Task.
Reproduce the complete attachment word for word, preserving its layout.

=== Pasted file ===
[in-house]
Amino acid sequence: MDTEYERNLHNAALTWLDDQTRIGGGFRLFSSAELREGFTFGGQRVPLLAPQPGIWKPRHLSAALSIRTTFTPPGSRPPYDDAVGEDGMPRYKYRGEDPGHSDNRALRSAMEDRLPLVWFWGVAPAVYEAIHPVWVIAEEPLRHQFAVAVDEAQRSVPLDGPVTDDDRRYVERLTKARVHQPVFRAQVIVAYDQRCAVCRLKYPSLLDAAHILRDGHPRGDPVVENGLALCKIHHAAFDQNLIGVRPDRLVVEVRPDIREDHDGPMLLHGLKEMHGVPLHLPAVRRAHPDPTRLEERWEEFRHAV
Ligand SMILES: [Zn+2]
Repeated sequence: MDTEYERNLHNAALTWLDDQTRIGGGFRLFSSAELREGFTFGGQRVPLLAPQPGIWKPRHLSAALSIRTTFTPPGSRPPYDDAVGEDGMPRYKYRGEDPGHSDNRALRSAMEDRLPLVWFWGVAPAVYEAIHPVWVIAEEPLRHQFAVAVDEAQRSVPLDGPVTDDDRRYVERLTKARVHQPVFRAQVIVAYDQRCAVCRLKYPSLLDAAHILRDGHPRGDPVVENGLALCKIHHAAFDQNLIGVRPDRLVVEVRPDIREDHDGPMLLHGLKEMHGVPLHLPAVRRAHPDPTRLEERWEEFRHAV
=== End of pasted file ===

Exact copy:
[in-house]
Amino acid sequence: MDTEYERNLHNAALTWLDDQTRIGGGFRLFSSAELREGFTFGGQRVPLLAPQPGIWKPRHLSAALSIRTTFTPPGSRPPYDDAVGEDGMPRYKYRGEDPGHSDNRALRSAMEDRLPLVWFWGVAPAVYEAIHPVWVIAEEPLRHQFAVAVDEAQRSVPLDGPVTDDDRRYVERLTKARVHQPVFRAQVIVAYDQRCAVCRLKYPSLLDAAHILRDGHPRGDPVVENGLALCKIHHAAFDQNLIGVRPDRLVVEVRPDIREDHDGPMLLHGLKEMHGVPLHLPAVRRAHPDPTRLEERWEEFRHAV
Ligand SMILES: [Zn+2]
Repeated sequence: MDTEYERNLHNAALTWLDDQTRIGGGFRLFSSAELREGFTFGGQRVPLLAPQPGIWKPRHLSAALSIRTTFTPPGSRPPYDDAVGEDGMPRYKYRGEDPGHSDNRALRSAMEDRLPLVWFWGVAPAVYEAIHPVWVIAEEPLRHQFAVAVDEAQRSVPLDGPVTDDDRRYVERLTKARVHQPVFRAQVIVAYDQRCAVCRLKYPSLLDAAHILRDGHPRGDPVVENGLALCKIHHAAFDQNLIGVRPDRLVVEVRPDIREDHDGPMLLHGLKEMHGVPLHLPAVRRAHPDPTRLEERWEEFRHAV